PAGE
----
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The Profane Angel Blogathon: Here's what was contributed



The Profane Angel Blogathon, created to commemorate the 75th anniversary of the death of Carole Lombard, completed its third and final day today, and I want to thank its co-hosts, In the Good Old Days of Classic Hollywood (https://crystalkalyana.wordpress.com/) and Phyllis Loves Classic Movies (http://phyllislovesclassicmovies.blogspot.com/). You did a yeoman job, and I was proud to participate.



Here's a list of everything that ran -- and what I said about the co-hosts also applies to the contributors. The entries I've read have all been fabulous, offering new insights to this beloved Hollywood legend, her life and times. Thanks to all of you.



Silver Screenings examines that raucous comedy of yellow journalism, "Nothing Sacred": https://silverscreenings.org/2017/01/12/carole-lombard-takes-on-the-high-profile-illness/. It's also covered by Real Weegie Midget: https://weegiemidget.wordpress.com/2017/01/18/lombard/.

"Hands Across the Table," the first of Lombard's four pairings with Fred MacMurray, is contributed by Love Letters to Old Hollywood: http://loveletterstooldhollywood.blogspot.com/2017/01/lombard-and-macmurray-fall-head-over.html, along with scores of screengrabs from this charming comedy.

Wide Screen World compares "Made For Each Other" to another movie involving an ailing child: http://widescreenworld.blogspot.com/2017/01/made-for-each-other.html. It's also the film that made Christina Wehner a Lombard fan: https://christinawehner.wordpress.com/2017/01/18/made-for-each-other-1939/.

Mike's Take On the Movies looks at "Virtue," which many deem Lombard's best film prior to "Twentieth Century": https://mikestakeonthemovies.com/2017/01/16/virtue-1932/.



How about two entries from That William Powell Site? https://thatwilliampowellsite.wordpress.com/2017/01/16/carole-lombard-immortal/ and https://thatwilliampowellsite.wordpress.com/2017/01/16/bill-and-carole-post-divorce-bffs/.

The Old Hollywood Garden takes us on board the "Twentieth Century," Carole's career-changing performance: https://theoldhollywoodgarden.wordpress.com/2017/01/16/twentieth-century-1934-2/.

"My Man Godfrey" may have been about a "forgotten man," but it's well remembered by Taking Up Room: https://takinguproom.wordpress.com/2017/01/16/forgotten-man-where-art-thou/. And The Wonderful World of Cinema from Virginie Pronovost (can't go wrong with those initials, folks!) reviews Lombard's Academy Award-nominated performance in it: https://thewonderfulworldofcinema.wordpress.com/2017/01/19/12106/

We'll never know whether Lombard could have been a conventional "Hitchcock blonde," but she enlisted the master of suspense to direct the fine romantic comedy "Mr. & Mrs. Smith." A Shroud of Thoughts tells us all about it: http://mercurie.blogspot.com/2017/01/mr-mrs-smith-1941.html.



Co-host Phyllis wrote this piece about Lombard's first home in Fort Wayne, Ind., and the flooding little Jane Alice Peters experienced in 1913: http://phyllislovesclassicmovies.blogspot.com/2017/01/carole-lombards-childhood-home-and.html, as well as a look at the star sapphires Carole adored: http://phyllislovesclassicmovies.blogspot.com/2017/01/carole-lombards-star-sapphires.html.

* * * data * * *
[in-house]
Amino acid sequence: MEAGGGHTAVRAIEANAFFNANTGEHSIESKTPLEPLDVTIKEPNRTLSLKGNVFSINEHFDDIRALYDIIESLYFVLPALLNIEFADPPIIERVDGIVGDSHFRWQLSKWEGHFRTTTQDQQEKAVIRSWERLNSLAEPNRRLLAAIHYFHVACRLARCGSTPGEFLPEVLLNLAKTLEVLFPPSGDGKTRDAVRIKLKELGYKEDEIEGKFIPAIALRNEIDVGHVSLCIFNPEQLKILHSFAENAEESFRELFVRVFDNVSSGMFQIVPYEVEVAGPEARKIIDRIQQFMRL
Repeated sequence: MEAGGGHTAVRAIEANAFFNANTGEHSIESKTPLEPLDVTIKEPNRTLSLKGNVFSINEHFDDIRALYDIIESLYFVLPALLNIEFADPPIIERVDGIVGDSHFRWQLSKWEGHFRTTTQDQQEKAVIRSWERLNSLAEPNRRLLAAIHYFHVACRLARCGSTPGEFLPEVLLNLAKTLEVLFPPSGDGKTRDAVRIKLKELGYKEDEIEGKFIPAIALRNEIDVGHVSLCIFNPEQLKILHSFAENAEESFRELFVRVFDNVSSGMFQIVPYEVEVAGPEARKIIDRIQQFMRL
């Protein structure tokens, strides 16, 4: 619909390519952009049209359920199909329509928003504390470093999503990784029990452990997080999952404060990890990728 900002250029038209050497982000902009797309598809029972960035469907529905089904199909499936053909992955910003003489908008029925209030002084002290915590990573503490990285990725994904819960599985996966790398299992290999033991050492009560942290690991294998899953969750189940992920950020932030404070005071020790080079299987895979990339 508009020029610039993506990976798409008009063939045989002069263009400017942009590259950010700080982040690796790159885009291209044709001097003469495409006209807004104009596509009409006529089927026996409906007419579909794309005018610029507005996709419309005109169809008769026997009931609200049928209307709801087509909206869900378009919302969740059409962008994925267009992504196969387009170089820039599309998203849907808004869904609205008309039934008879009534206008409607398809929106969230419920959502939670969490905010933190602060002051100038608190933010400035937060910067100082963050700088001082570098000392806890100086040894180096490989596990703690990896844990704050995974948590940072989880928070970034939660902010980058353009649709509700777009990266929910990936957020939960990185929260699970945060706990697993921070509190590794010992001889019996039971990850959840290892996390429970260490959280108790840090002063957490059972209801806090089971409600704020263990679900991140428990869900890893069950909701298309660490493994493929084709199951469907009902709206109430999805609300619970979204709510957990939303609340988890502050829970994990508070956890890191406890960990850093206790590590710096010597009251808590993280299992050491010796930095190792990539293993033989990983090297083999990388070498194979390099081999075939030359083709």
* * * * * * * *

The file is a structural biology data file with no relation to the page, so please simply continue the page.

Back to Golden Days reviews Lombard's fateful final few days: http://back-to-golden-days.blogspot.pt/2017/01/the-profane-angel-blogathon-final-hours.html.

Some guy at Carole & Co. wrote this about the updated edition of Robert Matzen's "Fireball": http://carole-and-co.livejournal.com/857304.html.

Carole, Coop and Shirley Temple provide plenty of star power in "Now and Forever." Critica Retro examines the film in both English and Portuguese: http://criticaretro.blogspot.com.br/2017/01/agora-e-sempre-now-and-forever-1934.html?m=1.

"Vigil in the Night" is as solid a drama as Lombard ever made, and it's reviewed by The Stop Button: https://thestopbutton.com/2017/01/17/vigil-night-1940/.

I wasn't aware how Lucille Ball and Desi Arnaz helped Clark Gable cope after Carole's death until reading this entry from Whimsically Classic: https://whimsicallyclassic.wordpress.com/2017/01/18/carole-lombard-blogathon/.

The second Lombard-MacMurray teaming, "The Princess Comes Across," is the topic of this entry from Wolffian Classic Movies Digest: https://wolffianclassicmoviesdigest.wordpress.com/2017/01/18/the-princess-comes-across/.

My friend and White Sox fan Dan Day Jr., happy today that former Chisox and Montreal Expos star Tim Raines was voted into the Baseball Hall of Fame (along with Jeff Bagwell and Ivan Rodriguez), wrote this about Lombard's final film at Columbia, "Lady By Choice," at his The Hitless Wonder Movie Blog: http://dandayjr35.blogspot.com/2017/01/the-profane-angel-blogathon-lady-by.html?spref=tw.

Classic Movie Hub Blog provides an always-welcome pictorial entry of Lombard and second husband Gable: http://www.classicmoviehub.com/blog/carole-lombard-the-profane-angel-blogathon-lombard-and-gable-pictorial/.



Carole's final film, the Ernst Lubitsch-directed "To Be Or Not To Be," gets coverage from both Cinema Cities (https://cinemacities.wordpress.com/2017/01/18/carole-lombard-in-to-be-or-not-to-be-1942/) and Karavansara (https://karavansara.live/2017/01/16/carole-lombard-the-profane-angel-blogathon-to-be-or-not-to-be-1942/).

Lombard's six screwball movies are viewed by Old Hollywood Films: http://www.oldhollywoodfilms.com/2017/01/carole-lombard-screwball-queen.html.

Many of us may regret that the lone Lombard pairing with Cary Grant was a drama and not a comedy, but The Flapper Dame nevertheless loves "In Name Only": https://theflapperdamefilm.wordpress.com/2017/01/18/in-name-only-1939-carole-lombard-blogathon/.



Again, thanks to all of you...and somewhere, Carole is thanking you, too.
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